Title of thesis: Middle Byzantine Silk in Context: Integrating the Textual and Material Evidence
Supervisor: Professor Leslie Brubaker
PhD Byzantine History, University of Birmingham, UK 2014. Thesis: Middle Byzantine Silk in Context: Integrating the Textual and Material Evidence. Supervisor: Professor Leslie Brubaker (Submitted Jan 2014; awaiting examination).
MA Anatolian Civilisations, Koç University, Istanbul, Turkey 2007. Thesis: The Imperial Silk Workshop in the Middle Byzantine Period. Supervisor: Paul Magdalino
MA International Relations, Carleton University, The Norman Paterson School, Ottawa, Canada, 1986. Thesis: Multilateral Energy Development Financing: An Examination Of The World Bank Energy Affiliate Proposal.
MBA, Finance, The Pennsylvania State University, USA, 1985. Dual degree with Escuela De Administracion De Negocios Para Graduados (ESAN) In Lima, Peru. Awarded Schaeffer Scholarship for highest merit.
BA, Economics And Geography, Bucknell University, Lewisburg, PA, USA, 1980. Graduated with honors.
Corporate Treasurer, UT Automotive, Division of United Technologies, Dearborn, MI
1995-1999. Treasurer of $3 billion diversified international automotive supplier with more than 90 manufacturing operations in 14 countries.
Carrier Corporation, Division of United Technologies
Deputy General Manager, Carrier Western Pacific Region, Guam, 1993-1994.
Product Planning Manager, Carrier Asia Pacific Operations HQ, Singapore, 1988-1993.
Financial Analyst, Ford Motor Credit Company, Dearborn, MI 1985-1988.
This work represents the most comprehensive investigation of silk in the middle Byzantine period to date. The current interpretation of silk as an imperial prerogative confined to elite use is poorly integrated with the body of evidence and lacks explanatory value. The difficult terminology and scattered mentions in written sources limits application of conventional research methods. Although a number of silk fragments survive in institutional collections, the lack of find and contextual information represents a formidable obstacle.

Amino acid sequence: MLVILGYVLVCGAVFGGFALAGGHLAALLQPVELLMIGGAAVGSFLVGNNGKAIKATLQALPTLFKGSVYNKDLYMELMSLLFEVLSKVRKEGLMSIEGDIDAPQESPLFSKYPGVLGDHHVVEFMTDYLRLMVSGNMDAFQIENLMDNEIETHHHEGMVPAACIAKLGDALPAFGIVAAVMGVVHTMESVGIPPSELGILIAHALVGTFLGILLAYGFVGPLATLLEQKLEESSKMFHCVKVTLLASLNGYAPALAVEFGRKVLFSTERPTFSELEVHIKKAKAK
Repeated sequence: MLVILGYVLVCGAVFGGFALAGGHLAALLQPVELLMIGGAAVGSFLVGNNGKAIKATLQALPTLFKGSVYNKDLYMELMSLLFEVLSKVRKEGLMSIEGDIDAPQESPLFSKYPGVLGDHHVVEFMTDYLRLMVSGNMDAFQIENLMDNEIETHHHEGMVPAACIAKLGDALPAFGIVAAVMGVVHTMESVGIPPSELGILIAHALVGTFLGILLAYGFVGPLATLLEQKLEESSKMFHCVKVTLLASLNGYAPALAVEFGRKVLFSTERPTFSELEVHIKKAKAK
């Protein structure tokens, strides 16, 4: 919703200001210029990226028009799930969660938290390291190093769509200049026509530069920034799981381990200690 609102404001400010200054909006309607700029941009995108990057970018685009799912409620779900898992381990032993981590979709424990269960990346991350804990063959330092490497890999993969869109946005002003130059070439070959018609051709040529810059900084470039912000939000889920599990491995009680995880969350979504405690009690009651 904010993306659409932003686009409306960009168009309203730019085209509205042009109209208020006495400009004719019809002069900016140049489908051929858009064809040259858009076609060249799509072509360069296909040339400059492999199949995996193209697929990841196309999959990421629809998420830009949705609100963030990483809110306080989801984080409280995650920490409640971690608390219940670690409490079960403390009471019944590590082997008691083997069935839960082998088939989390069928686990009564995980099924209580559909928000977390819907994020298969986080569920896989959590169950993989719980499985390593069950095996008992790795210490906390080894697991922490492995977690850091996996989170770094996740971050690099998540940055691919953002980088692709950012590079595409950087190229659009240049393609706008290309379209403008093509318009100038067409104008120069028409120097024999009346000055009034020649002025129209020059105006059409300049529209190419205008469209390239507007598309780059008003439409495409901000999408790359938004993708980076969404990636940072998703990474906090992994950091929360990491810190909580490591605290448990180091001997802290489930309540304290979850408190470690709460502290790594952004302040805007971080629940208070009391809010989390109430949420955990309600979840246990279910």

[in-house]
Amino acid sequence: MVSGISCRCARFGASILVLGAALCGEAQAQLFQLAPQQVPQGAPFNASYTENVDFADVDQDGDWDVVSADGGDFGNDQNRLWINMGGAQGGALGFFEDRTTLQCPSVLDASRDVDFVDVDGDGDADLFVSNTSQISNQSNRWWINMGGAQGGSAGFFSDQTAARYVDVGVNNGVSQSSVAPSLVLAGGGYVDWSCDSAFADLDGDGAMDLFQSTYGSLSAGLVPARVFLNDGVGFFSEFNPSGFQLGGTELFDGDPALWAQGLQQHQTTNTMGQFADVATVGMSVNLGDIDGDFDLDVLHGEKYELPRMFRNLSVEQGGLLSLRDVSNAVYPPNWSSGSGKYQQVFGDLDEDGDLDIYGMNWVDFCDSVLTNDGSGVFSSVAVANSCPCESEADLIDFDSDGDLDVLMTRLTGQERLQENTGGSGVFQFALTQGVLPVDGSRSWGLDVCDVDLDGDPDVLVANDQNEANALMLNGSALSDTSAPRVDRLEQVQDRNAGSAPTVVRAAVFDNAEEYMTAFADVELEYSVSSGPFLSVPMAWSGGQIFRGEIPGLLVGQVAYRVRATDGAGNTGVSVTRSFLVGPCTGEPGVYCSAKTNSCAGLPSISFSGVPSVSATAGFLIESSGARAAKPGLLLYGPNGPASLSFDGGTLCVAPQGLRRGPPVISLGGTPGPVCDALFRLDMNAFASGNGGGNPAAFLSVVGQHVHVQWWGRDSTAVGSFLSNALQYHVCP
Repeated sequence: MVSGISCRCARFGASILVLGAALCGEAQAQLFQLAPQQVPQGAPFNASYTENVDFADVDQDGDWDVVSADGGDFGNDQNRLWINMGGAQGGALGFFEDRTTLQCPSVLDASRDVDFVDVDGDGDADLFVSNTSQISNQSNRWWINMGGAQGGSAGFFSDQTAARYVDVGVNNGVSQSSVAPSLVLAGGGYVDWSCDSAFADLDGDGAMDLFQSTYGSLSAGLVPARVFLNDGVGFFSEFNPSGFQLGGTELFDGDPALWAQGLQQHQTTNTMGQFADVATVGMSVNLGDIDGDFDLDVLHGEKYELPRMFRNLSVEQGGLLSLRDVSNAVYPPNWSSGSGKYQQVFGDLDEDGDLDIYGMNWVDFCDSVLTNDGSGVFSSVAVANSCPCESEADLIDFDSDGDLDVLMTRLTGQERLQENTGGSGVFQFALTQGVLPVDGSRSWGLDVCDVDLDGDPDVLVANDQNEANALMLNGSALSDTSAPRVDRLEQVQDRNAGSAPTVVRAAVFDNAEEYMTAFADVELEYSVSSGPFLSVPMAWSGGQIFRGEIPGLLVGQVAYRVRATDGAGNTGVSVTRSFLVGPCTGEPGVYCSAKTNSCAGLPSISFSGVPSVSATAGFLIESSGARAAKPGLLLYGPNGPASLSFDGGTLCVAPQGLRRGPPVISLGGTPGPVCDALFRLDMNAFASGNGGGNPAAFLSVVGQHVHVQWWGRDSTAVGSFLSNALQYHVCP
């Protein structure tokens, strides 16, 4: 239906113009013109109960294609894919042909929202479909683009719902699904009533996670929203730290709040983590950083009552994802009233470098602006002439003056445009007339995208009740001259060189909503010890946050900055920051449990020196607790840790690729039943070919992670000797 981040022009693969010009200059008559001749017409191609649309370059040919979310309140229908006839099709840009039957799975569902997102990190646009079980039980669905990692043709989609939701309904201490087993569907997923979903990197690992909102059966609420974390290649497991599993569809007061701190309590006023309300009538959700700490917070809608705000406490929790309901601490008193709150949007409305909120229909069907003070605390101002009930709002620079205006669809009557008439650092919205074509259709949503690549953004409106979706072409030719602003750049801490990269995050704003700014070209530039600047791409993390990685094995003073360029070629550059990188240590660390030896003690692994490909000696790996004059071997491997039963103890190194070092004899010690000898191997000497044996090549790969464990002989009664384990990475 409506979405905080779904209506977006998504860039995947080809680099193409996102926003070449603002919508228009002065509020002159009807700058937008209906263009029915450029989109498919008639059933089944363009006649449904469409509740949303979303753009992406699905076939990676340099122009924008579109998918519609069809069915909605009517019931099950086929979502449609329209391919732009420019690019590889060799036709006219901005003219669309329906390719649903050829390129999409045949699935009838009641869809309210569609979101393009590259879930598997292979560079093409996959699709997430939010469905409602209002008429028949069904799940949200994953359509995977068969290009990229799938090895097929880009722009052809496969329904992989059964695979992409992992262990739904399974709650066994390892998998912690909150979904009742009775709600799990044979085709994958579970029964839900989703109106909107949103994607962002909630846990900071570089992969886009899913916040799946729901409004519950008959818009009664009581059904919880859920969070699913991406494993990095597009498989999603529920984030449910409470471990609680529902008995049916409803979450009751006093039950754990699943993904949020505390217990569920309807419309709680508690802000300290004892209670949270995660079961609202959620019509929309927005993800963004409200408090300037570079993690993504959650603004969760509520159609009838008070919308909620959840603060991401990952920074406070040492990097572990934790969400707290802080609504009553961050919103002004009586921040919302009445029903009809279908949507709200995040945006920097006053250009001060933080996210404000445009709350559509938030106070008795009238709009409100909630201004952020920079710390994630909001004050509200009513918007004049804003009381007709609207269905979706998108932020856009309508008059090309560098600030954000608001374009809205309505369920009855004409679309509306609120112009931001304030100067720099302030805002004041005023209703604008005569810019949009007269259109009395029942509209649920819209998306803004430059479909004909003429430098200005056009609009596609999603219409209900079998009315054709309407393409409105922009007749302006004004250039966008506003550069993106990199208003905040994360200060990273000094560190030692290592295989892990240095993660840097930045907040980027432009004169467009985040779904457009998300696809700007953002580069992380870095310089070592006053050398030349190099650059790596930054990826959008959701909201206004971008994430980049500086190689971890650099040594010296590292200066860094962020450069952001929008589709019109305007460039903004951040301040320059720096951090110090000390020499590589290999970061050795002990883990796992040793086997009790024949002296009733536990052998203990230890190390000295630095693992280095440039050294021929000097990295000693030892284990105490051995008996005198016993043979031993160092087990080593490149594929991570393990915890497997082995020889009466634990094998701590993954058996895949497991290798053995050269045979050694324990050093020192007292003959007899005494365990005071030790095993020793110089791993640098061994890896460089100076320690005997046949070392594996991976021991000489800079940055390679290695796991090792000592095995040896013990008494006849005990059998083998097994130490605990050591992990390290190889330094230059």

This dissertation redefines silk in Byzantium by demonstrating its social importance, contribution to technology development, and integration in the regional economy. Findings are based on intensive analysis of production and consumption data from parallel investigation of texts and textile fragments according to a common framework. To aid data collection and analysis, information technology tools involving relational database methods and digital imaging were devised for this purpose. The evidence suggests that the historical process involving silk was shaped by a continuing cycle of elite differentiation and imitative reproduction, which contributed to the transmission of the material and production in the region. From a broader perspective, this work demonstrates the relevance of textile studies to the interpretation of economic and social history.
Automatic Binding Point and Surface Helix Angle Measurement in Historic Weft-faced Compound Weave Figured Silks, co-authored with N. Patel, M. Flynn, A. Semenov, 12th International Conference on Machine Learning and Applications proceedings (ICMLA'13), 2013.
Application of Computer Vision to Analysis of Historic Silk Textiles, in: Textiles from the Nile Valley Conference, 2011, (ed.) C. Fluck, 2013.
Research in Progress: Application of Digital Image Processing to Analysis of AD 7th-12th Century Eastern Mediterranean Silk Textiles, Archaeological Textile Newsletter, Fall 2010, 48-52.
The Art of Making Mudmee, Sawaddi Magazine, Second Quarter 2004, 43-49.